With rapid shifts in the economy and business landscape, retaining current employees feels like an important mandate. Employee retention is certainly vital for operations and continuity. It is also important to be objective in weighing both their value to you, and your value to them. Here are some questions to ask in this process.
How competitive are you in your market? Do you know where you fall with respect to pay, benefits, advancement opportunities, stability and potential compared to your competition? Where do you tend to lose people to? Being realistic about your positioning in the market can help you know how best to retain—which may include emphasizing certain benefits or considering whether salary adjustments are needed.
What is your unique value proposition? Why should people stay? We often focus on investing effort to keep people. It is also useful to consider what should make them want to stay. Don’t be afraid to sell the organization a bit! People want to work for a special organization, so remind them of what makes your team and workplace special and worth sticking with.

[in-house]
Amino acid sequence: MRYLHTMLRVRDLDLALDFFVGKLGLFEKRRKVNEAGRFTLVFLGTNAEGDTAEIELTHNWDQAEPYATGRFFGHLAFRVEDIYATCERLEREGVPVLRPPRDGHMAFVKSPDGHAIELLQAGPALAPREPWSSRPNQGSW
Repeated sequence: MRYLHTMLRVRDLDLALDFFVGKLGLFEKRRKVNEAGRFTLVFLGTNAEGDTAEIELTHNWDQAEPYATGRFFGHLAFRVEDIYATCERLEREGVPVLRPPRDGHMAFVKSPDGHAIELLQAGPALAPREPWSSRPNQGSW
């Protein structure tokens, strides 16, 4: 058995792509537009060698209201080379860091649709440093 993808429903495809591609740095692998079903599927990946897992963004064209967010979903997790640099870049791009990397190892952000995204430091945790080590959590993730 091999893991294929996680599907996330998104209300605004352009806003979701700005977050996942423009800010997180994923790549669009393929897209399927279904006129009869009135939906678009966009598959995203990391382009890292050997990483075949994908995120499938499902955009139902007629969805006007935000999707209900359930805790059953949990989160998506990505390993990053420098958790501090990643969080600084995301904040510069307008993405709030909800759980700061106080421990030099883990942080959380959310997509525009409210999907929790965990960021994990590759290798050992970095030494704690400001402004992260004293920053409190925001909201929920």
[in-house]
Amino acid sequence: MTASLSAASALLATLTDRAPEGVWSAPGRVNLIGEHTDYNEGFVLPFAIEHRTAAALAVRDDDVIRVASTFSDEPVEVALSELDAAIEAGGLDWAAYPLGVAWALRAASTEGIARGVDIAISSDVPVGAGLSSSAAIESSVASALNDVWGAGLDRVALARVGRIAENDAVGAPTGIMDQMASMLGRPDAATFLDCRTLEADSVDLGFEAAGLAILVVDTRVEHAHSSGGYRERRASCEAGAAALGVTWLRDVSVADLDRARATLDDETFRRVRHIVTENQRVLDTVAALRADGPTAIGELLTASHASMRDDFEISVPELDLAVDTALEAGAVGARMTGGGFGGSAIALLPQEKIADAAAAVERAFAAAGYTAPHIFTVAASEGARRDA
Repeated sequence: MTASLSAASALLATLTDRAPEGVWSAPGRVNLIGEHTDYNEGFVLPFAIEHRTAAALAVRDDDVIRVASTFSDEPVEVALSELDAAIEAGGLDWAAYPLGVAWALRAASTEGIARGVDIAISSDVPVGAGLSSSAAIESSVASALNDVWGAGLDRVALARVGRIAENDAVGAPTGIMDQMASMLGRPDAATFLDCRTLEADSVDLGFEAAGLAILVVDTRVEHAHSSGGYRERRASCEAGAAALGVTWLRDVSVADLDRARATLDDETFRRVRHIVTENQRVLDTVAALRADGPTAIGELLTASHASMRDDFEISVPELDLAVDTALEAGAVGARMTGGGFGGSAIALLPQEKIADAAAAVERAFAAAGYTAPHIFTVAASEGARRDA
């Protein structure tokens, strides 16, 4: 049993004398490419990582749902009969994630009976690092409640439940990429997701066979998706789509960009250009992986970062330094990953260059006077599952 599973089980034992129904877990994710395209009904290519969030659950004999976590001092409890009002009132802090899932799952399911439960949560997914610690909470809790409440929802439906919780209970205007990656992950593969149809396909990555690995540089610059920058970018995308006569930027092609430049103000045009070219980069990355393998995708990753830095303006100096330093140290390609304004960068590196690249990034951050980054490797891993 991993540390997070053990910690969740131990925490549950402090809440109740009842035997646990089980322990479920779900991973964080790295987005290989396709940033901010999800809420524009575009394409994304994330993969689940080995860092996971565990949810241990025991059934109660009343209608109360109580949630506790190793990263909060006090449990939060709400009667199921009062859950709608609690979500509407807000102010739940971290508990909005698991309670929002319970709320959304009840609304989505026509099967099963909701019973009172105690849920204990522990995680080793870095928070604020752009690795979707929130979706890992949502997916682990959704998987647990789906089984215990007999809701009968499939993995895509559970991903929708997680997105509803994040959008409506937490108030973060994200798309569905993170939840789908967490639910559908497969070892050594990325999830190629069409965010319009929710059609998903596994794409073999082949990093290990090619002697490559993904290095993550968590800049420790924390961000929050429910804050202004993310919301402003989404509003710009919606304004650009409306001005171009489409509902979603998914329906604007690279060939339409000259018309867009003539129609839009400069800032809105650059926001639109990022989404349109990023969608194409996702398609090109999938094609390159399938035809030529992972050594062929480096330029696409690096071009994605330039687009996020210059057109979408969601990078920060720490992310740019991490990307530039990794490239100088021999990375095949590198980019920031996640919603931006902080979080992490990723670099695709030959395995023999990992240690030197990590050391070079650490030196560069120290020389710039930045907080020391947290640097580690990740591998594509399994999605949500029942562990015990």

Who do you really need to keep? This can seem cold, but a natural part of succession planning is considering who your high performers are, and who you might not to be sad to see go. A certain amount of voluntary turnover may be fine if the fit wasn’t right. At the same time, you want to invest time in your high performers, and clearly define the criteria for recruiting future high performers when attrition occurs.
What are you doing for employee engagement? Are you taking actions that will encourage solid performers to stay? All engagement is a balance—you don’t want your employees to take you for granted, as that can lead to an entitlement culture, but you also don’t want to take them for granted. Be honest about where you need to make improvements, and where you should highlight your engagement activities, to remind employees why they should stay.
Employee engagement and retention is a dance—sometimes, the employee will have the upper hand in the market, and sometimes, your organization will be the best game in town. Engagement is not a static state—it must be continuously reevaluated, renewed and refreshed. However, simple questions like these can help you choose the most productive investments for the path ahead.